Sounds good so far. However, I don’t feel that putting down everyone else’s products is the best way to promote your business, but that’s what they do with the next quote:

We’ve got a huge collection of movie t-shirts from loads of different stores. Whilst the designs themselves can range from bad to awesome, we’ve found the actual product itself is always lacking in quality. The t-shirt is tough, scratchy and ill-fitting. The prints themselves are heavy slabs of plasticy inks that weight the shirt down and start to crack after a while.

I’m not sure how established t-shirt designers like Dark Bunny Tees and Last Exit to Nowhere will feel about that description.

Now, although unimpressed by their designs, I am not in a position to pass judgement on the quality of Worn By Heroes products, having not bought any. What I would like to do, is offer an element of balance. I buy a lot of movie t-shirts, never ones that simply have the film title across the front. Mostly, I buy shirts from Last Exit to Nowhere. Like Worn By Heroes, Last Exit designs are influenced by the products and companies that feature within the movie, so only fans of the film will make the connection. Unlike Worn By Heroes, Last Exit produce designs of beauty and style, they are immensely clever and the depth of detail is unrivalled. As for quality, I have never known better than Last Exit to Nowhere, some of my Last Exit shirts are several years old and still in great shape. To be honest, I don’t follow the usual guidelines for t-shirt care, I even tumble dry them (not recommended), but so far none have succumbed to a premature demise.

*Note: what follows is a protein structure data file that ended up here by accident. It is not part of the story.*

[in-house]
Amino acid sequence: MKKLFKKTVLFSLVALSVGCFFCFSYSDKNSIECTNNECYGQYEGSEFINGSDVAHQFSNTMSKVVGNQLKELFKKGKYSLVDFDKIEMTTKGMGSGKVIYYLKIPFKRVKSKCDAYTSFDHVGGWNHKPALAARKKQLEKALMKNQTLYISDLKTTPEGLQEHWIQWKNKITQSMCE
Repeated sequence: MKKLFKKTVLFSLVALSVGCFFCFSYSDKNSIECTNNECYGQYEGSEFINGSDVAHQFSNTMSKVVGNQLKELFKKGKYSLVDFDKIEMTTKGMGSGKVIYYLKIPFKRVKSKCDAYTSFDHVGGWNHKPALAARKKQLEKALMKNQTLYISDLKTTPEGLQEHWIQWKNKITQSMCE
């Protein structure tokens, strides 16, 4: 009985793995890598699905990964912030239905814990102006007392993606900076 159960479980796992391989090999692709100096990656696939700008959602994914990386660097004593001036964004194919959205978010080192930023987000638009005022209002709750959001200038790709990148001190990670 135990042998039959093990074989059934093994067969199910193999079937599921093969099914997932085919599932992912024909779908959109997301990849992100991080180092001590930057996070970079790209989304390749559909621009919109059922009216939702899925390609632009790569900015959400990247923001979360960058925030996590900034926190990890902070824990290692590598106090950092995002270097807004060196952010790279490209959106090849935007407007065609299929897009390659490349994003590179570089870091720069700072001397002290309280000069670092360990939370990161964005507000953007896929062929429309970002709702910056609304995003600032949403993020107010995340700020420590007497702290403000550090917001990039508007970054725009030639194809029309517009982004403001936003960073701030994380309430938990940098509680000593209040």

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A few favourites from my Last Exit to Nowhere collection.

At the time of writing this post, Worn By Heroes’ Kickstarter campaign is exactly half way through its funding period and has reached just over half of its target. Hmm, cutting it fine.

Although this post may come across as a bit of a dig at Worn By Heroes, I do wish them every success. I just think they should spend more time and effort promoting their own product and less time slating everyone else’s. I’ve never met an unhappy Last Exit to Nowhere or Dark Bunny Tees customer, they even have an impressive collection of celebrity fans, including Simon Pegg, Nick Frost, Chris Martin and Ed Byrne, among many others.

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FROM LEFT: Simon Pegg, Nick Frost, Matthias Kaufmann, Chris Martin (Coldplay) and Ed Byrne.

Happy shopping everyone!

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My most recent purchases.